Lake Tahoe students receive on-site environmental education

STPUD teaches students about watersheds and pollutants.

SOUTH LAKE TAHOE, Calif. — Volunteer educators from the South Tahoe Environmental Education Coalition last week brought third- and fourth-grade students from four different Tahoe elementary schools to the Tallac Historic Site to engage them in environmental education based on the venue.

Students alternated between interactive stations focusing on local history, watersheds, fire resistance and botany.

Kelso Carapia of the US Forest Service greeted groups of enthusiastic students as they descended from their buses each morning at the Tallac Historic Site. During the first days of the season, the students were lucky enough to have the site to themselves and were eager to explore and learn as they cycled through several stations in small groups.

Sitting on a sunny lawn overlooking the lake, Lauren Benefield of the South Tahoe Public Service District spoke to students about her station’s watersheds and pollutants. Next, students participated in an activity where they designed a hypothetical property by the lake. Students were given objects to represent potential pollutants on their property and passed them along the line and into a bucket representing the lake. The students reflected on how pollution in the watershed and lake accumulates because of everyone’s actions, and reflected on how they can do their part to conserve their environment.

The Sierra Nevada Alliance teaches students how to identify plants native to the sierra.
Supplied/Sierra Nevada Alliance

When the students traveled to the Washoe Tending and Gathering Garden station, they had the opportunity to learn about Washoe’s history, while learning to identify a number of native plants. After discussing the importance of plant identification, the students scattered around the garden to practice observing, identifying and creating botanical drawings of native plants.

“I want to learn how to identify more plants,” a third-grade student mused, clutching a detailed drawing of the Sierra gooseberry in his hand, where he had correctly labeled the type of leaf margins and noted how the Washoe used this. plant. .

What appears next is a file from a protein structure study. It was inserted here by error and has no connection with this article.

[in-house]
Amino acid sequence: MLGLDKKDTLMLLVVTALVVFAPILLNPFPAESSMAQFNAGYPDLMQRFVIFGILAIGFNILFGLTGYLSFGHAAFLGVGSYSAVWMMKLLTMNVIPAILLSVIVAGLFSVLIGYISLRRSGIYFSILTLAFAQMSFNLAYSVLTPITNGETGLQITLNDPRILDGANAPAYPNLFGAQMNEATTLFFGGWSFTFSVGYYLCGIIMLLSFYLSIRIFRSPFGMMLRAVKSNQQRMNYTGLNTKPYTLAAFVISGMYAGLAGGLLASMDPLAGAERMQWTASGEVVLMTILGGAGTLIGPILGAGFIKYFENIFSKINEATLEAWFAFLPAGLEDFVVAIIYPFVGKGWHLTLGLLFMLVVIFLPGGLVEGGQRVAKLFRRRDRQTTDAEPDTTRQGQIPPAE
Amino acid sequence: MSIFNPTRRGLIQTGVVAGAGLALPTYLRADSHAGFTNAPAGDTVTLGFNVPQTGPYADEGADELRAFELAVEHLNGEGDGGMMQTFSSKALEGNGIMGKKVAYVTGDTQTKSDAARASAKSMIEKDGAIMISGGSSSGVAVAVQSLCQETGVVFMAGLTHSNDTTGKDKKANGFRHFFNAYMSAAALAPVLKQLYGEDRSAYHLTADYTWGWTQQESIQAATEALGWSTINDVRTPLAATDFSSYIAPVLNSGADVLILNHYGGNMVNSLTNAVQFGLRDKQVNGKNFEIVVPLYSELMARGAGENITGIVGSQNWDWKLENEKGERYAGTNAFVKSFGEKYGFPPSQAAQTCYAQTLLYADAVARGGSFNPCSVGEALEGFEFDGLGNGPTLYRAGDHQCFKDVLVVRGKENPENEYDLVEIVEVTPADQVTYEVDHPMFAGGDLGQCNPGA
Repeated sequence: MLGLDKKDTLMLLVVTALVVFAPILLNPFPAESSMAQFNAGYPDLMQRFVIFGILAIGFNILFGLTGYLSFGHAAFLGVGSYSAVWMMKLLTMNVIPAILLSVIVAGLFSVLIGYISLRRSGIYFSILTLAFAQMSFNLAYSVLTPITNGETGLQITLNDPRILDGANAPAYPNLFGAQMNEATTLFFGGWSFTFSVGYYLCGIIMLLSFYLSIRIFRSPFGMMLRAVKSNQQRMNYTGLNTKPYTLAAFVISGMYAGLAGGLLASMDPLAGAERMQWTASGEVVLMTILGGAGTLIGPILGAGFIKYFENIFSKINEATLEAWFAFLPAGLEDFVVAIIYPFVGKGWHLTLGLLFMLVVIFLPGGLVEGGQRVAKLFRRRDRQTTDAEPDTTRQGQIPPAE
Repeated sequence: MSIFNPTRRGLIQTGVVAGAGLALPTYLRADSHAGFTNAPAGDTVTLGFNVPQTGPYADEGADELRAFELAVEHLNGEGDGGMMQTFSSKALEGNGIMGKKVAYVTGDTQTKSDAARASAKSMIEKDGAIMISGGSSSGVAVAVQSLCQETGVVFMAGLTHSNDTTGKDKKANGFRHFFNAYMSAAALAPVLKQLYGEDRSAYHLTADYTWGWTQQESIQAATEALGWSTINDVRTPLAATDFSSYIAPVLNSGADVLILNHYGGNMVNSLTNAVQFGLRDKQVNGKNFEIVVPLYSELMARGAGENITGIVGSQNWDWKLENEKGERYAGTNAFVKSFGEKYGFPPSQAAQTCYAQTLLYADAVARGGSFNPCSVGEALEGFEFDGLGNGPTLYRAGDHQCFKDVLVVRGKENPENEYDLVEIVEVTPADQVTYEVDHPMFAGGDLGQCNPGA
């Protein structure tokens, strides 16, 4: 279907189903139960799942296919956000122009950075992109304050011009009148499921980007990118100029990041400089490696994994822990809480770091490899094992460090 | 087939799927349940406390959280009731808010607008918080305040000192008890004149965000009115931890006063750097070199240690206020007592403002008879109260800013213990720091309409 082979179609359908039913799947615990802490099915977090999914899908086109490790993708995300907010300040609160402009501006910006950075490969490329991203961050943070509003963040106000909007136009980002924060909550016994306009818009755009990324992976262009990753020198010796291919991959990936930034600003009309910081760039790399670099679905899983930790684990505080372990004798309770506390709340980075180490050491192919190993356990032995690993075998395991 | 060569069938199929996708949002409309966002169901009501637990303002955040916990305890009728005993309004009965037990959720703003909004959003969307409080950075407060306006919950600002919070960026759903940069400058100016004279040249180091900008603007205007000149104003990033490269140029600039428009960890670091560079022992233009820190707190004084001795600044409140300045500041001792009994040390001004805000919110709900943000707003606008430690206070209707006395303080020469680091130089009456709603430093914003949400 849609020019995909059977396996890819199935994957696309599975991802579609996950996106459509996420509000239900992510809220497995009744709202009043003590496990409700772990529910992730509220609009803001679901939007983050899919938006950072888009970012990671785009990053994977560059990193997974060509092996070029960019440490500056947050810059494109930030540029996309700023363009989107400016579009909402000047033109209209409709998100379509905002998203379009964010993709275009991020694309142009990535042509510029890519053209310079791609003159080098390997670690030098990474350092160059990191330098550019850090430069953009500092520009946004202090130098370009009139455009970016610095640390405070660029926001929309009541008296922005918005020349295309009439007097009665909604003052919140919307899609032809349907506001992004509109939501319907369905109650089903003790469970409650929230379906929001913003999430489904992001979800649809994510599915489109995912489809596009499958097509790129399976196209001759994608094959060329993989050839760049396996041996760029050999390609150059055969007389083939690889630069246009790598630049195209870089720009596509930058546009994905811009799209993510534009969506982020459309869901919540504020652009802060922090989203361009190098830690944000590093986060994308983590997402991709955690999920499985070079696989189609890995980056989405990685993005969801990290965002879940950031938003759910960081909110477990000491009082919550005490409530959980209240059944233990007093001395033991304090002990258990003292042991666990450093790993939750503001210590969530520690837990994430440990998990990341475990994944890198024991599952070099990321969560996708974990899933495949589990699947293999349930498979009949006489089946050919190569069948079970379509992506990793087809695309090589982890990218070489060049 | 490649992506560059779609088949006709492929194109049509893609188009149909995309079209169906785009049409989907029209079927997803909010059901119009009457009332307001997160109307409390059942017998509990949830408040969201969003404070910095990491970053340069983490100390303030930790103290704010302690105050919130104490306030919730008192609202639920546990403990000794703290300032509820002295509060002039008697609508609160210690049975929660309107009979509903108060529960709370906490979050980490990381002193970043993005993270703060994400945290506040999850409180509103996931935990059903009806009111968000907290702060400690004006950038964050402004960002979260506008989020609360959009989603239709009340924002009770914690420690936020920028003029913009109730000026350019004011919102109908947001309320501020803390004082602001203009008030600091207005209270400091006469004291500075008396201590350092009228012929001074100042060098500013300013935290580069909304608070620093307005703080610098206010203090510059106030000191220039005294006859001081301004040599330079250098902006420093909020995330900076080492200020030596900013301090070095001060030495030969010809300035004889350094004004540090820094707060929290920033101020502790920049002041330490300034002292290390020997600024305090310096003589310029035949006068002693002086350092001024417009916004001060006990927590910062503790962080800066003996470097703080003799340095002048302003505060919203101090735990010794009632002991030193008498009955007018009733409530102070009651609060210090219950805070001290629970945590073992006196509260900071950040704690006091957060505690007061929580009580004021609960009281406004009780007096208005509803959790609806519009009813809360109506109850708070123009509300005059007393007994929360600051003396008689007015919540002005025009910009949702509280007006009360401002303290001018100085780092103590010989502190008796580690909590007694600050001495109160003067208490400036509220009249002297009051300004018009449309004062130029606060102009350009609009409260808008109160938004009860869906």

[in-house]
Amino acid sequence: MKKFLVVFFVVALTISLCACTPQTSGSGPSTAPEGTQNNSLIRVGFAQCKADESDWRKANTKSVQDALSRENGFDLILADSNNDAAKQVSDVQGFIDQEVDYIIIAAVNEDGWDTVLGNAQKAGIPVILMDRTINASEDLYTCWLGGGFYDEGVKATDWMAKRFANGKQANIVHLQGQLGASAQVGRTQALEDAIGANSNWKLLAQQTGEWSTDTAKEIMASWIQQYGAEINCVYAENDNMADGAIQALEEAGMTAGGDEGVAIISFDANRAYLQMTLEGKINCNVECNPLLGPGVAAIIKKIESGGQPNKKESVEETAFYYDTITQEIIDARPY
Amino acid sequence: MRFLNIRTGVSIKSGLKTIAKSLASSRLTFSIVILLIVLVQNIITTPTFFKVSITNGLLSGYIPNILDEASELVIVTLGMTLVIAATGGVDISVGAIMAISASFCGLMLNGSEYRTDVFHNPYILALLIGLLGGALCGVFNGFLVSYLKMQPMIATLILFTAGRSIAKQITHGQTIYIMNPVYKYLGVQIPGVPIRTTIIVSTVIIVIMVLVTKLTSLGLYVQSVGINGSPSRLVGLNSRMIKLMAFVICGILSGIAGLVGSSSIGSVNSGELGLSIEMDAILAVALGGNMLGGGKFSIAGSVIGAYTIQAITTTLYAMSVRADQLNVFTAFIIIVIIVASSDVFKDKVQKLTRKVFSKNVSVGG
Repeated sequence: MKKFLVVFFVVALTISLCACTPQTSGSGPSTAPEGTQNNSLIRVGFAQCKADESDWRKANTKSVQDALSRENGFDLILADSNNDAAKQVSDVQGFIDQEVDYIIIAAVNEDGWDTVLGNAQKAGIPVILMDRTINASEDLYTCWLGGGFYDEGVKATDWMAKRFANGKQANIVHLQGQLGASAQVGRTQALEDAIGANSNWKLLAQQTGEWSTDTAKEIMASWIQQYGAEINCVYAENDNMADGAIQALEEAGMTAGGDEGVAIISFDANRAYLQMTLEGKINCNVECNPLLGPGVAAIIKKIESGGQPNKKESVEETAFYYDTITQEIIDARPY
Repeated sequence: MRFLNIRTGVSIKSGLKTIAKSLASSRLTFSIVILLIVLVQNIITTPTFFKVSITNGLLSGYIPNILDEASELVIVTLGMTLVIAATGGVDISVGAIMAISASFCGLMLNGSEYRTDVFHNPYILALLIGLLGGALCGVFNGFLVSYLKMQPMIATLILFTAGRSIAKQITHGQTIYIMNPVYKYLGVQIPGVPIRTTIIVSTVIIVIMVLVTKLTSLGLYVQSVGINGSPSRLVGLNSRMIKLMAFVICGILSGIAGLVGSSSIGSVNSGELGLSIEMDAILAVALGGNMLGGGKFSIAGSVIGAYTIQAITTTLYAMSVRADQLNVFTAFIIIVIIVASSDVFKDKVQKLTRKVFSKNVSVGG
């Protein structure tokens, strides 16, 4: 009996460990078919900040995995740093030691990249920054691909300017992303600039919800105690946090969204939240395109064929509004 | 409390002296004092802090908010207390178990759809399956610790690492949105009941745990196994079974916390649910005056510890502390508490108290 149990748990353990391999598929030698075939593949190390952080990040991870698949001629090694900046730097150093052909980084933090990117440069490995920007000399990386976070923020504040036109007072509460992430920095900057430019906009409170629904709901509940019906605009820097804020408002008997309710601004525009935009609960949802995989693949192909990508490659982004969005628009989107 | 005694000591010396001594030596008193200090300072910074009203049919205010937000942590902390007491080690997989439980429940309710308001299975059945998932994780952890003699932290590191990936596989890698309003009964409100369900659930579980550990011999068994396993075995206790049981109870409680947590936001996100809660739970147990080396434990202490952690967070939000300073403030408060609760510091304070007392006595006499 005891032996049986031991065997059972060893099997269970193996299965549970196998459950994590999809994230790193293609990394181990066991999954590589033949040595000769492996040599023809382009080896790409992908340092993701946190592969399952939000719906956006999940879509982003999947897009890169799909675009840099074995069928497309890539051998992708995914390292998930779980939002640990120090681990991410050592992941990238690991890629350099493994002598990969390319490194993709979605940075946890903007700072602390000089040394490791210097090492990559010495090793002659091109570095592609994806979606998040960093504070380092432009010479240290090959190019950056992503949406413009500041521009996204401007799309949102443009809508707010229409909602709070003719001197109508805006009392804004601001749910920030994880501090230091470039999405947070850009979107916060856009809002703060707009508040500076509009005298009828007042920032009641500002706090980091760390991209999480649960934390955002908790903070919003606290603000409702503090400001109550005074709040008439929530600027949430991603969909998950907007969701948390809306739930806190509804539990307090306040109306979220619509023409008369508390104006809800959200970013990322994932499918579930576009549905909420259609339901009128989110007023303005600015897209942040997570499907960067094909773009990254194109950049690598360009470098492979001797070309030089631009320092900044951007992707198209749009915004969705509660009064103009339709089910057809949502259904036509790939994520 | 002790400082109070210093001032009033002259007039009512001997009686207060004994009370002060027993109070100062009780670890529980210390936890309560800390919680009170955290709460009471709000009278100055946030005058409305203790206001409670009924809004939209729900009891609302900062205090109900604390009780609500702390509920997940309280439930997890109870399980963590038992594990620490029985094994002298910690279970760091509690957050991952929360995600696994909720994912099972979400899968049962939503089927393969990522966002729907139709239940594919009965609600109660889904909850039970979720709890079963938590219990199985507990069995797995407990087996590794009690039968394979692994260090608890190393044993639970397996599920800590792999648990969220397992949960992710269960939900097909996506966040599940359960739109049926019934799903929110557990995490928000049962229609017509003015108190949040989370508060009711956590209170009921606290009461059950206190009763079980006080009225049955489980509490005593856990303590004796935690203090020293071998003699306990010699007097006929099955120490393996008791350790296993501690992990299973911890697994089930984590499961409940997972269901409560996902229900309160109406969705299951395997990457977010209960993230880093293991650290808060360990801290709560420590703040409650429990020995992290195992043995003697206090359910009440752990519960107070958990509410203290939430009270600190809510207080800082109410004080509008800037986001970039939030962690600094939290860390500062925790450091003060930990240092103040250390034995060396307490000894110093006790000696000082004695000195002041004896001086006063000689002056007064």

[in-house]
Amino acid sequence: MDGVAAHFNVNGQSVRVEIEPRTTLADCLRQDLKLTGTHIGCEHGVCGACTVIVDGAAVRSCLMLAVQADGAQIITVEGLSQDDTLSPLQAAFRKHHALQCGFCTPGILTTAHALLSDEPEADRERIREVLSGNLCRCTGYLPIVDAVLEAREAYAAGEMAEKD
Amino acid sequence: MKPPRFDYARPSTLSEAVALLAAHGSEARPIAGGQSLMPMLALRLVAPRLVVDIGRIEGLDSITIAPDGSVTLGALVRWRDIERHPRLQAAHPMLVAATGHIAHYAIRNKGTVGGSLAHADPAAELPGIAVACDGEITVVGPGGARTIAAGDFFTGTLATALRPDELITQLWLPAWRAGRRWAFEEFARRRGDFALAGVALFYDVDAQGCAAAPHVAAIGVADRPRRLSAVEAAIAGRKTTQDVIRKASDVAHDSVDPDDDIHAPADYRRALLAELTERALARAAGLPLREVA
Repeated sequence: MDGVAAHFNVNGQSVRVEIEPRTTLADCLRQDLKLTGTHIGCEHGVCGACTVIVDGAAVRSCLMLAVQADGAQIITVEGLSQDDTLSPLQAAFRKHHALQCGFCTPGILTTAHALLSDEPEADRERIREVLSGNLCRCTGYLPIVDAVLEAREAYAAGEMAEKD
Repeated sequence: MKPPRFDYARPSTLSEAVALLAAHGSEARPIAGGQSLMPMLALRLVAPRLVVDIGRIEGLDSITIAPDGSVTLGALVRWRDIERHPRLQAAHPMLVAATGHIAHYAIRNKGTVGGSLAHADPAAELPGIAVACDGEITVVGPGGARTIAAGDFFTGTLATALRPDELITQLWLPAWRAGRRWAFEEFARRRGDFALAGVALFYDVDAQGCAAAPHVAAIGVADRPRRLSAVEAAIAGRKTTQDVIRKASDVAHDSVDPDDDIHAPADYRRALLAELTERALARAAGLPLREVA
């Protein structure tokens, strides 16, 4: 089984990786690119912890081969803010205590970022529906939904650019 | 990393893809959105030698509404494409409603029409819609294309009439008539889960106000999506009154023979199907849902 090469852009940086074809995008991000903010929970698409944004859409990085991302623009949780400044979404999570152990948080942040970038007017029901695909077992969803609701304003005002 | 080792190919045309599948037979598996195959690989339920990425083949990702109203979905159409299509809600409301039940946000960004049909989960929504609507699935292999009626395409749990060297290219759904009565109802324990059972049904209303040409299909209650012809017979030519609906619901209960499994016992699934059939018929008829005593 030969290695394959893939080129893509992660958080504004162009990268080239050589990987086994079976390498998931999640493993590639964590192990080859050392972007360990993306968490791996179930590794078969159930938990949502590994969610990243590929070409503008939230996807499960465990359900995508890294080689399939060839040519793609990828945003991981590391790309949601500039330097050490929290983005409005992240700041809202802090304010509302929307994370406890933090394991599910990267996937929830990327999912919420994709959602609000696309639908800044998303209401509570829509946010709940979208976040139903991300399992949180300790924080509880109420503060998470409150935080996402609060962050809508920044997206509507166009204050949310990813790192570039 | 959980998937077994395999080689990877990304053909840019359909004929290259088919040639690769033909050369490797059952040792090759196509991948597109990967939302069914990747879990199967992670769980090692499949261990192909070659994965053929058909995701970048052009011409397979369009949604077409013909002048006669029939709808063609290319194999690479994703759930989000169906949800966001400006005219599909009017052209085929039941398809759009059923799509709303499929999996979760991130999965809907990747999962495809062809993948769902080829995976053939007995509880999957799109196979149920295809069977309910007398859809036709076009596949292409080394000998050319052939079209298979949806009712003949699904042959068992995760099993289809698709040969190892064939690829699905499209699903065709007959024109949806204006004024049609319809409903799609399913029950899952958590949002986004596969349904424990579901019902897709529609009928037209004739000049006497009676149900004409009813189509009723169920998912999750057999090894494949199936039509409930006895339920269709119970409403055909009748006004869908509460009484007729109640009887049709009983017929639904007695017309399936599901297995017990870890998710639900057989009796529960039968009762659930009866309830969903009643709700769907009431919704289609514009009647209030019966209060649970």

Other stations included classes on fire resistance, tree biology and systems, historic and modern public transit, and the aquatic food web. At each station, representatives from local conservation organizations engaged students and brought unique perspectives from their own work. Volunteers for this week’s events came from STPUD, the City of South Lake Tahoe, the Sierra Nevada Alliance, the Tahoe Regional Planning Agency, the Tahoe Environmental Research Center, the League to Save Lake Tahoe, Lake Tahoe Unified School District, Tahoe Resource Conservation District and UC Master. Gardeners.

The South Tahoe Environmental Education Coalition is a collaborative network of more than 25 local agencies that work together to bring environmental education resources to the Lake Tahoe Basin. STEEC has partnered with the Lake Tahoe Unified School District since 2008 to provide location-based and experiential learning in a variety of outdoor settings.

“This week’s STEEC event was a great way for young people in Tahoe to not only learn about the history of the land,” said Jocelyn Valencia, CivicSpark Fellow of STPUD, “but also to learn how their actions also have an impact on their environment.”

STEEC organizes educational programs for students of all ages throughout the year. Lessons incorporate the environment in which they are taught to give students tangible experiences to connect with what they are learning. In the winter, students have the opportunity to venture to the top of Heavenly Mountain Resort. Throughout June, STEEC will be working with Kindergarten through Grade 2 classrooms on a program focused on woods, water and wildlife.

The students gather on the beach after learning the history of the Pope’s estate.

Source: Sierra Nevada Alliance